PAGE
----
When a young man such as Salman Abedi, the Manchester bomber, blows himself up, killing as many others as he can take with him, it is only natural for us to ask why he acted as he did. His behavior is so extraordinary, as well as evil, and so far beyond the range of normal, that we are inclined to seek for an answer in his personal psychopathology. Only the mad would do such a thing; and since he did it, we conclude that he must have been mad.
In politics, there are no final victories and no lessons that are learned for good: error, like hope, springs eternal. Moreover, what counts as error for some may be wisdom, or at least temporary advantage, for others. There is no catastrophe, political or economic, from which someone does not benefit.
In modern democracies, promises to tax-and-spend are like sin, a permanent temptation: only that they are worse, in so far as they are an instrument for some to gain and (as they hope) to keep power. And so the pendulum swings, seemingly for ever, between extravagance and retrenchment, the former always being more popular than the latter.
In Britain, Mrs. May has overthrown the legacy of Mrs. Thatcher, though nominally she is of the same political party.
The Guardian newspaper, Britain’s major organ of liberal opinion, recently ran this headline: “The Arkansas mass executions on Easter Monday must be stopped.”
The emotive words “mass execution” conjure up in my mind considerably more than the eight executions the state of Arkansas planned to perform over the course of 11 days, two of which, as far as I am aware, had been carried out at the time the headline appeared. Che Guevara would have laughed at the idea that a mere eight people put to death, let alone two, constituted a mass execution. He would have taken the use of the word as further proof of the decadence of late capitalist society and its ripeness for overthrow: and so, no doubt, would Slavoj Zizek, mass murder’s star philosopher and proselytizer.
One of the great difficulties of consistent libertarianism is that of making people bear the full consequences of their own actions and choices. Another great difficulty, indeed, is whether we should much care to live in a society that found a way of doing so.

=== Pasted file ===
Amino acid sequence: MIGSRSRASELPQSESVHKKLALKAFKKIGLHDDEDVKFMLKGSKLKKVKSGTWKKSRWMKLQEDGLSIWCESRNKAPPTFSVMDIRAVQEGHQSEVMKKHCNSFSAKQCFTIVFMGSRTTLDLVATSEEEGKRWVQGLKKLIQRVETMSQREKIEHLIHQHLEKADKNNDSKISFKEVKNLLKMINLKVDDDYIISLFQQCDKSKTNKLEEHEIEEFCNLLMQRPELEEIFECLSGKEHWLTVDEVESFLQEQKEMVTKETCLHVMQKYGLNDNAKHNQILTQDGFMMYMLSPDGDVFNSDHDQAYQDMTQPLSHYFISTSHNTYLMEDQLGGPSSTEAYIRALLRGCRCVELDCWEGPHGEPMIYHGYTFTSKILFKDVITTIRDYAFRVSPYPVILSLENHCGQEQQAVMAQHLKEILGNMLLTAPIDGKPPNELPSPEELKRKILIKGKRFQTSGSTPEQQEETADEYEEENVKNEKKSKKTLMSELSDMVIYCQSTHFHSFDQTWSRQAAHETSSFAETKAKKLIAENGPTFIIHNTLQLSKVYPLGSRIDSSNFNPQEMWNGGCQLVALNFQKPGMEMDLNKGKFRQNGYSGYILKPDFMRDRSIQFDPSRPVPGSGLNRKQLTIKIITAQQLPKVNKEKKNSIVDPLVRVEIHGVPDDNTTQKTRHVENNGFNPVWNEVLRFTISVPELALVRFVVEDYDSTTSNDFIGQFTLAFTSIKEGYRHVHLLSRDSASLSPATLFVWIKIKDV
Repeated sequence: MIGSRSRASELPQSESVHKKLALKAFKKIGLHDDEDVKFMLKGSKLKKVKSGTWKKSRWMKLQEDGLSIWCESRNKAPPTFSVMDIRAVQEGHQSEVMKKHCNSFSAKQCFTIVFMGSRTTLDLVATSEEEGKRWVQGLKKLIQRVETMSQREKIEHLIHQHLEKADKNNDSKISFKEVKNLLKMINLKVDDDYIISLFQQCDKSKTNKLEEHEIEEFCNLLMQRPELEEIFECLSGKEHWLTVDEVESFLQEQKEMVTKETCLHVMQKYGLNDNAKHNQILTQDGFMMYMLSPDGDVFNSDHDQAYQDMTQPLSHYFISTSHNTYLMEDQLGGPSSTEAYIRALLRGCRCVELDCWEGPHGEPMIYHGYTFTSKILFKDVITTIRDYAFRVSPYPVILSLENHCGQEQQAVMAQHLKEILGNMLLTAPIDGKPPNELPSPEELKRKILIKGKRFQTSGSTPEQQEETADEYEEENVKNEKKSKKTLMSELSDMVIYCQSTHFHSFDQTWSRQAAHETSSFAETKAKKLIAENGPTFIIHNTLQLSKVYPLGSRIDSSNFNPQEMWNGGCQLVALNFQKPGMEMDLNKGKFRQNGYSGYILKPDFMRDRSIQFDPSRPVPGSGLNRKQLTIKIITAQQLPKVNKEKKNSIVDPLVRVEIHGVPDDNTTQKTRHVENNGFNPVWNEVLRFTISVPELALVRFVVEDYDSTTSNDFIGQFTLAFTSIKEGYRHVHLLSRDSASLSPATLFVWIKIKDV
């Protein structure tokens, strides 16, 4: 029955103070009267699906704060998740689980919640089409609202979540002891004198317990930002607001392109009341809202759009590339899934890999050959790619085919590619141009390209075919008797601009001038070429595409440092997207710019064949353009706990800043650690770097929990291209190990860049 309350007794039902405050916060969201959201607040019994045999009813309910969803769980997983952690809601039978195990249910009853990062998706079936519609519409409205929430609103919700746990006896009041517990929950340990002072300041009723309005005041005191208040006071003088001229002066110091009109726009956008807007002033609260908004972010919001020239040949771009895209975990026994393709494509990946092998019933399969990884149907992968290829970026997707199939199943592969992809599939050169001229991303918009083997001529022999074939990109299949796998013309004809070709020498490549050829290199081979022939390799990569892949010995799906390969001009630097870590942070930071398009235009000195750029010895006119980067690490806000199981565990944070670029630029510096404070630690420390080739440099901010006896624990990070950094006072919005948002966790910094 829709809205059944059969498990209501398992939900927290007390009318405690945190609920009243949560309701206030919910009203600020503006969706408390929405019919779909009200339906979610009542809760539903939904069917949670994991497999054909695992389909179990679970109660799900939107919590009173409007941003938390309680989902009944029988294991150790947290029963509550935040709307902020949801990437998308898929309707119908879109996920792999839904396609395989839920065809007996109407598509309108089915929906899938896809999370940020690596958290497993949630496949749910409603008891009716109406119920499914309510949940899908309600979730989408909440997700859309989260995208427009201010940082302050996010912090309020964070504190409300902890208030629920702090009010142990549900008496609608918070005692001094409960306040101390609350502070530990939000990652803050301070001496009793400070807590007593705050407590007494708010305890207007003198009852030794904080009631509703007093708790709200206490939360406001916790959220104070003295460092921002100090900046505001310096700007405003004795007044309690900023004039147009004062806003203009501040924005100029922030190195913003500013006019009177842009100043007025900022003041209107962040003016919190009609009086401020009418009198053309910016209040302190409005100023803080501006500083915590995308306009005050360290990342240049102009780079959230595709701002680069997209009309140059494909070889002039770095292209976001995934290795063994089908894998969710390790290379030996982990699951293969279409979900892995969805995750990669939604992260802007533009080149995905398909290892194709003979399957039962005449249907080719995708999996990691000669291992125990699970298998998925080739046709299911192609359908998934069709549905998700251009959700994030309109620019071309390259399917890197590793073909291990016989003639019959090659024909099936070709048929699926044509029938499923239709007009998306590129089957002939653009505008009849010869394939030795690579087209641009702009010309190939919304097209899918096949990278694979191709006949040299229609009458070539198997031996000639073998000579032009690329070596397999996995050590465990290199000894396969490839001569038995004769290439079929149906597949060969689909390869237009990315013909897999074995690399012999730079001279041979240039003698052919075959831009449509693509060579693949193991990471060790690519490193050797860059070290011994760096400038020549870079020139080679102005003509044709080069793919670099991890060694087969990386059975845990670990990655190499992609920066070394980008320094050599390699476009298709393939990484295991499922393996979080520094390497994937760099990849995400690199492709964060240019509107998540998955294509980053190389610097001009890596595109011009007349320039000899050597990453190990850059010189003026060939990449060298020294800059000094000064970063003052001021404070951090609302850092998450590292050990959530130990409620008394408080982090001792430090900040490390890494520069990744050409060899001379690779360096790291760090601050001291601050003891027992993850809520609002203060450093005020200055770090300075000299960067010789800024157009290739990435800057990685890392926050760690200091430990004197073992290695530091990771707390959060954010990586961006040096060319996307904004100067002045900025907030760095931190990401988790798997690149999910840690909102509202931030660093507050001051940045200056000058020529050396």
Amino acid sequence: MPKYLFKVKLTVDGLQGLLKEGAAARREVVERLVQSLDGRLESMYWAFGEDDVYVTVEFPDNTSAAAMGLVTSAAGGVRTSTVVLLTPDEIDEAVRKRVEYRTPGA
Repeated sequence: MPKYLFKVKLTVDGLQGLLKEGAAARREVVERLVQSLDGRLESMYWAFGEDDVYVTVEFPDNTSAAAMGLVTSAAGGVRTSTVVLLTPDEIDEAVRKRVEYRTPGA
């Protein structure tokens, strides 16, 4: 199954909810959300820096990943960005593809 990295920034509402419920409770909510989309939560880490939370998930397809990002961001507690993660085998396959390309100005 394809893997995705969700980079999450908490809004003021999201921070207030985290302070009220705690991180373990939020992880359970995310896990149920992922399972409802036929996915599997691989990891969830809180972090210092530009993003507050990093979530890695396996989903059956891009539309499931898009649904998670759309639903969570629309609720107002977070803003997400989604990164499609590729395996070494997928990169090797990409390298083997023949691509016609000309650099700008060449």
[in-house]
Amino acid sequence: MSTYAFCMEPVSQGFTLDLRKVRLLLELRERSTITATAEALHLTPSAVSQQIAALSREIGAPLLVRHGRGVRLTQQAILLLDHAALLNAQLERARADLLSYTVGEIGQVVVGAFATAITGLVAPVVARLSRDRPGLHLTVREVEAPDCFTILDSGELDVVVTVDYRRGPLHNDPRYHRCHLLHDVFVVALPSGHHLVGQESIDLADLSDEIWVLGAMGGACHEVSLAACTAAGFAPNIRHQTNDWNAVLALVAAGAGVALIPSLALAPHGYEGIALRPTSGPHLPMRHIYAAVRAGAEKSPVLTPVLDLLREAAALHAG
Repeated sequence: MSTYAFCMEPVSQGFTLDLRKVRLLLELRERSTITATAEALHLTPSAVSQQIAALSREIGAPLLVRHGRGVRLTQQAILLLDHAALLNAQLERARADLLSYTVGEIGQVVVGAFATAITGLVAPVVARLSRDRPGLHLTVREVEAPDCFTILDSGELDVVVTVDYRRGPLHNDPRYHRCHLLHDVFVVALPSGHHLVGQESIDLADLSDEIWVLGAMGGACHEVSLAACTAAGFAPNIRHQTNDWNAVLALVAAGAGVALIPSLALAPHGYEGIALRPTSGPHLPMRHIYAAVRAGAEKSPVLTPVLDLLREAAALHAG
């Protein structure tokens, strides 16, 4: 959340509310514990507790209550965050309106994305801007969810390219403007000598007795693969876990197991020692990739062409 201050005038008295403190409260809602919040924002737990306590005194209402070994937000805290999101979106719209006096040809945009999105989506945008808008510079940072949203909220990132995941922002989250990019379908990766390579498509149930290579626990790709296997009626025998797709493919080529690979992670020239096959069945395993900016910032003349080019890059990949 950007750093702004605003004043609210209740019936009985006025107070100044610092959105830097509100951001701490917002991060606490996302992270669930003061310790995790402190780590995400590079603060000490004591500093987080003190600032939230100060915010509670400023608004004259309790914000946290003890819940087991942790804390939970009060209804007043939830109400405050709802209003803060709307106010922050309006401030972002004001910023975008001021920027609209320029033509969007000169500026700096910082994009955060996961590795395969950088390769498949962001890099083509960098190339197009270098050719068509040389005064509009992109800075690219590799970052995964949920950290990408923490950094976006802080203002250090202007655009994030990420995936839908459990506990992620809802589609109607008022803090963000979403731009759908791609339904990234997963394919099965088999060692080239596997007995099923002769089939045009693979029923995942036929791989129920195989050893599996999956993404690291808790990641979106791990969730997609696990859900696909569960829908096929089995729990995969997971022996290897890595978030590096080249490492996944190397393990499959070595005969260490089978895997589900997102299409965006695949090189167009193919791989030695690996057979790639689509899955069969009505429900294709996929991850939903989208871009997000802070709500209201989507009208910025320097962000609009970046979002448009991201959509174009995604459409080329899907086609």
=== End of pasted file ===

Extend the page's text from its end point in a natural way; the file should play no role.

Unleashing Demons: The Inside Story of Brexit is one of the worst books on any subject that I have read in a long time. It is a blow-by-boring-blow account of David Cameron’s referendum campaign, principally in the media of mass communication, to keep Britain in the European Union. It was written by Craig Oliver, whose job was director of politics and communications in David Cameron’s administration, a title instinct with dishonesty. At least one knows what a second-hand car salesman does. But a very bad book may, in its own way, be highly instructive, as this one is. If mediocrity can…
The object of political correctness is to make the obvious unsayable, or at least sayable only under the threat of a torrent of criticism or abuse. This does violence to the mind and spirit: those who refrain from objecting to the false pieties of political correctness (which are intoned within organizations as regularly as in public) come to despise themselves.
Public life has never been more public than it is today, and the lives of famous people are examined as never before. Gone are the days when a President’s polio or marital infidelities were passed over in silence by a compliant press corps. A rhinoceros hide is required now, as perhaps never before, for a life in politics—though, as the new President has amply demonstrated, a rhinoceros hide is by no means incompatible with a thin skin.
Who among us has no embarrassing secrets? The constant risk of exposure and humiliation must deter many good people from seeking public office. We demand perfection and get mediocrity.
It is not even necessary any more for the famous to die for their lives to be turned into soap opera, as has happened to the British royal family with The Crown.
We like to consider totalitarianism a thing of the past, at least in Western countries, but its temptations are permanent and its justifications never very far away. Since no man is an island, no human action concerns only the actor himself. John Stuart Mill’s famous principle in On Liberty (1859) that the only good reason to interfere with someone’s freedom is to prevent him from doing harm to others is therefore as effective a barrier against totalitarianism as tissue paper against a tsunami. Potential harm to others can be alleged in practically any human action.
One of the most curious political phenomena of the western world is the indestructible affection in which the British hold their National Health Service. No argument, no criticism, no evidence can diminish, let alone destroy, it. The only permissible criticism of it is that the government does not spend enough on it, a ‘meanness’ (with other people’s money) to which all the service’s shortcomings are attributable. In effect, the NHS is the national religion.